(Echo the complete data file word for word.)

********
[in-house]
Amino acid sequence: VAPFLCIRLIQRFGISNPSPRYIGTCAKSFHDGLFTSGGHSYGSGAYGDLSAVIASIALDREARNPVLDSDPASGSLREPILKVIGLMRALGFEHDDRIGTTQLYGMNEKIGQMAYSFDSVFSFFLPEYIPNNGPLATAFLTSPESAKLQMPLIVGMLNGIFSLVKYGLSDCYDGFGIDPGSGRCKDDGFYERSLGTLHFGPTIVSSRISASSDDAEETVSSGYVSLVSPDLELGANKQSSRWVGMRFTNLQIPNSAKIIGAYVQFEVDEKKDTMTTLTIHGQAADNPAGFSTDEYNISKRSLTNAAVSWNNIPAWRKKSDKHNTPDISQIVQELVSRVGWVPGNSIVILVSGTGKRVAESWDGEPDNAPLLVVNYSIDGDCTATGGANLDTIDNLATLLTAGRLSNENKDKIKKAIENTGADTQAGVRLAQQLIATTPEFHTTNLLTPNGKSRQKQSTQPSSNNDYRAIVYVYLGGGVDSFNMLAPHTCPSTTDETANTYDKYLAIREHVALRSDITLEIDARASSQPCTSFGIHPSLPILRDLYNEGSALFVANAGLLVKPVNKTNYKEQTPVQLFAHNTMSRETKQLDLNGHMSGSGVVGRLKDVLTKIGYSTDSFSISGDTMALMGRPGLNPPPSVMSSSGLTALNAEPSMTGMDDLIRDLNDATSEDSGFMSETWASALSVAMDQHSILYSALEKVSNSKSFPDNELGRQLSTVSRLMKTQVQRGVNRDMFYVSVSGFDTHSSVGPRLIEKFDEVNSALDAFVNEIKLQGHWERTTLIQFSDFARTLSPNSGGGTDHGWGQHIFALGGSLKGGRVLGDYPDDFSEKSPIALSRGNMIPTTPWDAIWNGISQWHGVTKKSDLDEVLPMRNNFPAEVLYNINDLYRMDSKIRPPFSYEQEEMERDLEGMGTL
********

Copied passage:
[in-house]
Amino acid sequence: VAPFLCIRLIQRFGISNPSPRYIGTCAKSFHDGLFTSGGHSYGSGAYGDLSAVIASIALDREARNPVLDSDPASGSLREPILKVIGLMRALGFEHDDRIGTTQLYGMNEKIGQMAYSFDSVFSFFLPEYIPNNGPLATAFLTSPESAKLQMPLIVGMLNGIFSLVKYGLSDCYDGFGIDPGSGRCKDDGFYERSLGTLHFGPTIVSSRISASSDDAEETVSSGYVSLVSPDLELGANKQSSRWVGMRFTNLQIPNSAKIIGAYVQFEVDEKKDTMTTLTIHGQAADNPAGFSTDEYNISKRSLTNAAVSWNNIPAWRKKSDKHNTPDISQIVQELVSRVGWVPGNSIVILVSGTGKRVAESWDGEPDNAPLLVVNYSIDGDCTATGGANLDTIDNLATLLTAGRLSNENKDKIKKAIENTGADTQAGVRLAQQLIATTPEFHTTNLLTPNGKSRQKQSTQPSSNNDYRAIVYVYLGGGVDSFNMLAPHTCPSTTDETANTYDKYLAIREHVALRSDITLEIDARASSQPCTSFGIHPSLPILRDLYNEGSALFVANAGLLVKPVNKTNYKEQTPVQLFAHNTMSRETKQLDLNGHMSGSGVVGRLKDVLTKIGYSTDSFSISGDTMALMGRPGLNPPPSVMSSSGLTALNAEPSMTGMDDLIRDLNDATSEDSGFMSETWASALSVAMDQHSILYSALEKVSNSKSFPDNELGRQLSTVSRLMKTQVQRGVNRDMFYVSVSGFDTHSSVGPRLIEKFDEVNSALDAFVNEIKLQGHWERTTLIQFSDFARTLSPNSGGGTDHGWGQHIFALGGSLKGGRVLGDYPDDFSEKSPIALSRGNMIPTTPWDAIWNGISQWHGVTKKSDLDEVLPMRNNFPAEVLYNINDLYRMDSKIRPPFSYEQEEMERDLEGMGTL